|104||1965||New||Iron Working (NW)||No||Yes||Yes|
|105||1965||New||Iron Practical Use of (NW)||No||Yes||No|
|109||1965||New||Horse With Man||No||Yes||Yes|
|110||1965||New||Horse Book of Mormon Times||No||No||No|
|112||1965||New||Elephants Contemporary With Man||No||Yes||Yes|
|113||1965||New||Elephants in BM Times||No||No||No|
|115||1965||Old||River in a Valley||No||Yes||Yes|
|116||1965||Old||River into Red Sea||No||Yes||Yes|
|119||1965||New||Lehi Ocean Route||No||No||No|
|120||1965||Other||Length Jaredite Voyage||No||Yes||Yes|
|121||1965||Other||Pre-Columbian Sea Cross||No||Yes||No|
|122||1965||New||Feasts Custom Festivals||No||Yes||Yes|
|123||1965||Old||Jew Pre-Exilic Term||Yes||Yes||Yes|
|124||1965||New||Egyptian Language (NW)||No||No||No|
|125||1965||New||Egyptian Inscriptions (NW)||No||No||No|
|126||1965||New||Hebrew Language (NW)||No||No||No|
|127||1965||New||Hebrew Inscriptions (NW)||No||No||No|
|128||1965||New||NW Inscriptions/BM Names||No||No||No|
|129||1965||New||NW Inscriptions/BM Text||No||No||No|
|135||1965||Other||Non-Biblical Hebrew Names||No||Yes||Yes|
|137||1965||New||Earthquakes in Mesoamerica||No||Yes||No|
|140||1965||New||Snakes Hedge Way||Yes||Yes||No|
|151||2019||New||Set Time for Battle||No||No|
|152||2019||New||BM Battle Remains||Yes||No|
|158||2019||Old||Brass Early (OW)||Yes||Yes|
|159||2019||New||Brass Early (NW)||No||No|
|160||2019||New||Abundance of Metal Ores||Yes||No|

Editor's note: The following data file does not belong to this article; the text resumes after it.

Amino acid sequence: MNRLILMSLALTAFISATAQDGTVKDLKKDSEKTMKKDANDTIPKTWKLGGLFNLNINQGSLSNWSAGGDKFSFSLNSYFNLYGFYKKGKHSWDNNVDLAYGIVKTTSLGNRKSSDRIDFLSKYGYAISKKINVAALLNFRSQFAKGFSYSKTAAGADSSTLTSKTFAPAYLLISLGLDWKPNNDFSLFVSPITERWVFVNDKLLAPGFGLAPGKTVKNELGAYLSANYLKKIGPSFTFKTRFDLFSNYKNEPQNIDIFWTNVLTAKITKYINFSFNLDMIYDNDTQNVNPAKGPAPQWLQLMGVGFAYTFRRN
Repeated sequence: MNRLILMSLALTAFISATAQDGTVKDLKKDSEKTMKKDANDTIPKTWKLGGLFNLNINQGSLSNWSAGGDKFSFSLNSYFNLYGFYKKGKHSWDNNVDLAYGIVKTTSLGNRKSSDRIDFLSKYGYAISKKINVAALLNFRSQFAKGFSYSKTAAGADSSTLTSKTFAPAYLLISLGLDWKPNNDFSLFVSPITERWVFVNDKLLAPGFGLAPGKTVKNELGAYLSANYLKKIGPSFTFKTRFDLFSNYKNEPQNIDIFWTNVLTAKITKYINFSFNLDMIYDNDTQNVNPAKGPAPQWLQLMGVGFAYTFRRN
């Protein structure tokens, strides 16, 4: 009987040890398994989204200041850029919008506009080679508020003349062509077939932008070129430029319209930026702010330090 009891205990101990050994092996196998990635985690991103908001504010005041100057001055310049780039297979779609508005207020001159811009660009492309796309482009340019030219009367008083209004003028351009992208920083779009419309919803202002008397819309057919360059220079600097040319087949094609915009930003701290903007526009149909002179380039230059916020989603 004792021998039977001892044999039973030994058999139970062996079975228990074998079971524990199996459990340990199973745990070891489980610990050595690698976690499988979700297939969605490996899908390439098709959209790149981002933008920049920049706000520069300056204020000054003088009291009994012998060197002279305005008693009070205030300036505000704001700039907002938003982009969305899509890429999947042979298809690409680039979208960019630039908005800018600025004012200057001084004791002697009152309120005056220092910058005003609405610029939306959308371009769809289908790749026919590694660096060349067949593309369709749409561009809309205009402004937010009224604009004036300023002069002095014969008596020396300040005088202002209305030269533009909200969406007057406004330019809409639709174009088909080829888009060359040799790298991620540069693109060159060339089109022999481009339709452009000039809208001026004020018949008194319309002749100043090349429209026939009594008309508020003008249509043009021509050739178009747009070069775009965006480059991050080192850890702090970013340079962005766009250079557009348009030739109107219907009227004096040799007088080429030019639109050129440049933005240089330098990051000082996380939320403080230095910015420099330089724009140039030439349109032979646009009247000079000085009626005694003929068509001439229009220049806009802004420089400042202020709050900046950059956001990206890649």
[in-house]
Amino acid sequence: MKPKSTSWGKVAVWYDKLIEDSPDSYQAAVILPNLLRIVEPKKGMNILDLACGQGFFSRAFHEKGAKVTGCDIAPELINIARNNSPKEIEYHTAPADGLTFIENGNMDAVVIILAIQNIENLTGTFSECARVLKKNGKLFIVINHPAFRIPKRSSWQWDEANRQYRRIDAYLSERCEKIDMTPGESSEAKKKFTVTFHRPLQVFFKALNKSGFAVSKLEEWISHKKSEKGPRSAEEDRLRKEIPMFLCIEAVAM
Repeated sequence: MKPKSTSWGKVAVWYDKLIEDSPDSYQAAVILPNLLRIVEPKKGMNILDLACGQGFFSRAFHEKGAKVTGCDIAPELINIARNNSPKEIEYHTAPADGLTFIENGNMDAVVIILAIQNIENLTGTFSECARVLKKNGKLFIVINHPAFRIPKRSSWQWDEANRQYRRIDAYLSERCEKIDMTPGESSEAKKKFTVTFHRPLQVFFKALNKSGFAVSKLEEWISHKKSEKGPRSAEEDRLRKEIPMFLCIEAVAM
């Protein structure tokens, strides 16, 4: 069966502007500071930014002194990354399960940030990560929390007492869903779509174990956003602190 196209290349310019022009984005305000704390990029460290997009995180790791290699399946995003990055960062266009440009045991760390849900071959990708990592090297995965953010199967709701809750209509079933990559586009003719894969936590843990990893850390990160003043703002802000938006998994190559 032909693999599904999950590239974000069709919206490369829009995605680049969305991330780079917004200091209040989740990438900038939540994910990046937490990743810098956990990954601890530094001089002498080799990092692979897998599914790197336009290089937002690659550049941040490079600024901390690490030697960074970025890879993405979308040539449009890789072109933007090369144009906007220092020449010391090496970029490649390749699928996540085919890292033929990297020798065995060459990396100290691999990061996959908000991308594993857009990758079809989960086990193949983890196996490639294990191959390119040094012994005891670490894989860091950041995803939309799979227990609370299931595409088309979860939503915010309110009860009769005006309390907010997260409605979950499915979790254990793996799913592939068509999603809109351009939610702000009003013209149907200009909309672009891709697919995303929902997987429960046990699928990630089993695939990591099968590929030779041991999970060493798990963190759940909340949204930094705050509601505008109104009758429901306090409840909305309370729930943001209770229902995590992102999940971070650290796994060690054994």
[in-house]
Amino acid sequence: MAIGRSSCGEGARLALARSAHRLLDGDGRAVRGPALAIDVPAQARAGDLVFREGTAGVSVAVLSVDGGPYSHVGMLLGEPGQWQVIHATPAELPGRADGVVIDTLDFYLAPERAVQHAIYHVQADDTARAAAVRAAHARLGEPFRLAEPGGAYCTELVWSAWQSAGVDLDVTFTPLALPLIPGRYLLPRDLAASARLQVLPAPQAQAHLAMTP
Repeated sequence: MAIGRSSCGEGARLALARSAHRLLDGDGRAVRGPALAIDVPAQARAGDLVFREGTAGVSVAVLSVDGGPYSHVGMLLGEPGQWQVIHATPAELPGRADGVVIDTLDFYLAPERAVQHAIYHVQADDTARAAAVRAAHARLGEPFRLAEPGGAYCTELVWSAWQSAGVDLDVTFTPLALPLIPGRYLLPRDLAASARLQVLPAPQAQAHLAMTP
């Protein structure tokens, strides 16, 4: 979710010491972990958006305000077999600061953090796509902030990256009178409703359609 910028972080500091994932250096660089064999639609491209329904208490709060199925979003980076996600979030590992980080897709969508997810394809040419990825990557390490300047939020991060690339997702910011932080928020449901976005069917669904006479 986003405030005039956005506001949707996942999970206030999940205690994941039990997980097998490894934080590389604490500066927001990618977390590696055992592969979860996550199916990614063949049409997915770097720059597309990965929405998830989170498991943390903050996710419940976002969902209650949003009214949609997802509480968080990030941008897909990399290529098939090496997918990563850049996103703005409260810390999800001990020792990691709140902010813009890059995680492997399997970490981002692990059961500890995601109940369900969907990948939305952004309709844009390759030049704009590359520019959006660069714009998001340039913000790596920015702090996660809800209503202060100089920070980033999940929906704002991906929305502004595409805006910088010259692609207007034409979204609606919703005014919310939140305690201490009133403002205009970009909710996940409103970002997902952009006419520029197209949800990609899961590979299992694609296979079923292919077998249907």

|169||2019||New||New Names to Locations||Yes||Yes|
|172||2019||Old||Mountain at Bountiful||Yes||Yes|
|191||2019||New||Tools to Spin||Yes||Yes|
|198||2019||New||Tools to Work Beasts||No||No|
|201||OA||New||Leader with continent-level influence||No|
|202||OA||New||Traveling continent-level distances||No|
|203||OA||New||Narrow strip of mountainous wilderness||No|
|204||OA||New||Long-distance march to southern Illinois||No|
|205||OA||New||Southern Illinois as a gateway||No|
|206||OA||New||Narrow neck south of Cumorah||No|
|207||OA||New||Lack of mention of snow or cold||No|
|208||OA||New||Columbus did not visit||No|
|209||OA||New||Two cultures living in close proximity||No|
|210||OA||New||Lehi’s landing on the West coast||No|
|212||OA||New||Mississippi flowing northward||No|
|213||OA||New||Launching Hagoth’s ship in the West Sea||No|
|215||OA||New||Jaredites in the land northward||No|
import random ##importing the needed python modules
anach=149 ##total number of anachronisms in 1965
confirm=22 ##total number of anachronisms confirmed in 1965
## rate of anachronism increase = .984/year
## probability of confirmation (for OA model from 1965-2019, including old world) = .008625
iteration=0 ##declaring the iteration variable and setting its initial value
num_BoM=0 ##declaring a variable tracking the number of iterations where overturned anachronisms
##exceed the observed value for the BofM
final_percent= ##declaring a list variable tracking the final percentage of anachronisms overturned in
year=1965 ##declaring the year variable and setting it to its initial value